4. Need for enhanced innovation in farming and land use practices as well as waste disposal methods.

Just looking at climate change alone its scary

Impacts on food production



Impacts on biodiversity

Image 1


These images are great but sorry a bit hard to read They are on pages 40 –44 of this


What is clear is it is going to take a collaborative approach between our urban and rural communities to get the best outcomes. Now here is a nice little community initiative worth applauding JBS Australia and Primo launch Foodbank beef program

The Power of the Two Way Conversation

Our guest blog today has been written by Target 100 Beef Young Farming Champion Hannah Barber who recently visited Bega Valley Public School as part of their Archibull Prize journey Hannah Barber

My final whirlwind visit for the Art4Agriculture program for 2013 took me to the gorgeous Sapphire Coast and the home of famous Bega cheese, where Bega Valley Primary School opened up their doors to me to listen to my personal story of my involvement in agriculture and our Australian beef cattle industry.

Upon the conclusion of questions at the end of my presentation, I was introduced to ‘Buttercup’ – the schools fibreglass Archibull calf. Unlike other schools I visited, Bega Valley Public School had already painted their calf, so it was now my turn to learn as I enquired about the intricate Aboriginal artwork that covered Buttercups hide. Kim Cooke, the teacher in charge of the schools involvement in the program, shared more of her valuable time to talk me through the painting, which depicted the map of Bega and districts in traditional Aboriginal painting.

BVPS with Hannah

The entire calf was a wonderful work of art, and is an absolute credit to the Koori students of Bega Valley Public School and Mrs Cooke, who all contributed to the designing and painting. Most outstandingly, proudly sitting on Buttercups right shoulder was a ‘district’ of much brighter colours, depicting a sacred site to the people of the area. This concept of a sacred site intrigued me on my journey home, so I began researching to better understand. Beliefs and histories vary between Aboriginal groups, however the most commonly accepted & important aspect of a sacred site relates to the time of The Dreaming when spirits walked the earth and created our natural environment, including plants, animals and people. The particular geographical locations that were of significance within the life of a spirit, for example their place of birth, death, or where the performed rituals, became ‘sacred’ to the people of that area and those who descended from that spirit.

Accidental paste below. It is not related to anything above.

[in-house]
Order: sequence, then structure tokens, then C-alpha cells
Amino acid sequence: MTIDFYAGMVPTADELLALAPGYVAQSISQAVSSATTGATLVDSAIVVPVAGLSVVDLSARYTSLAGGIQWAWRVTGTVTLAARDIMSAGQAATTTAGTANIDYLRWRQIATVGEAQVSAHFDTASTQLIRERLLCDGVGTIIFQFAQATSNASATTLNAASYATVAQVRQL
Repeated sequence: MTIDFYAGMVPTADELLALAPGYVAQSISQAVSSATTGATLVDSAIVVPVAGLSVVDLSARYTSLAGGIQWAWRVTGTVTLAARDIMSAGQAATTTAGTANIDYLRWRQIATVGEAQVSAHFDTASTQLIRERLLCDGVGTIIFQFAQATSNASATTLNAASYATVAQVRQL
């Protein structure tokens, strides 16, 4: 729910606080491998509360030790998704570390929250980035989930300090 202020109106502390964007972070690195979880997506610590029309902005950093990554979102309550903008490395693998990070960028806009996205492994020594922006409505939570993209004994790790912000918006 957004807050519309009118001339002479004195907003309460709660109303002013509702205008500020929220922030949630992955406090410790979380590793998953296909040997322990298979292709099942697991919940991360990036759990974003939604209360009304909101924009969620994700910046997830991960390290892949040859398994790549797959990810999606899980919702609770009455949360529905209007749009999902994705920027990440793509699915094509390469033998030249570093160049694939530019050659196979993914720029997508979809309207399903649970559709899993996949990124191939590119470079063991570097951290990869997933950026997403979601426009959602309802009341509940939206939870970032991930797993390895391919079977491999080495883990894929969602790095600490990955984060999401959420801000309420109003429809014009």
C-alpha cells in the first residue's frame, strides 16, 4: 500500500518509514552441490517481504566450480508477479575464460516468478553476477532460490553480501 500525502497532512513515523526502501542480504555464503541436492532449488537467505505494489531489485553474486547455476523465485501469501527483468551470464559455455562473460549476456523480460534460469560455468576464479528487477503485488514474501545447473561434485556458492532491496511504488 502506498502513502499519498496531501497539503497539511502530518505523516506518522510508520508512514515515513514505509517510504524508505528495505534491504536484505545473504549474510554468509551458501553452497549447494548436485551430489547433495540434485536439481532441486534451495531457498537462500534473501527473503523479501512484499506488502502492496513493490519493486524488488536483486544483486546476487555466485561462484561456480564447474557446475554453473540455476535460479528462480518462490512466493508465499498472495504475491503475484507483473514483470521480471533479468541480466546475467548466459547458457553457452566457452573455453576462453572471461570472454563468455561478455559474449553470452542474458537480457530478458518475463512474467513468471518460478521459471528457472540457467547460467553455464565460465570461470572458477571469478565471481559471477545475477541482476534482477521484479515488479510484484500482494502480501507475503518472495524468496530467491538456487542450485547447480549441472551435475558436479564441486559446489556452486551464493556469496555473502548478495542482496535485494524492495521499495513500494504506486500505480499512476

I do not identify myself as an Aboriginal Person however I do identify myself as a farmer. In the current hostile social climate of reports, investigations, extremist groups and constantly defending ourselves, it’s easy to forget the strong, positive connections we have to other communities. Learning of this rather undefinable, spiritual connection to the land felt by Aboriginal people, I felt an instant kinship with our traditional owners. It is one of my favourite and proudest things to tell people that the house built by my great grand father is the very same one (with a few upgrades) I call home today. Strange enough to admit, but I still get jealous of my fathers relationship with my great grand father. He passed on years before I was born and I never got to meet the man who cut through the pine trees to create the very drive way I travel up & down, crying nearly every time I return to Uni.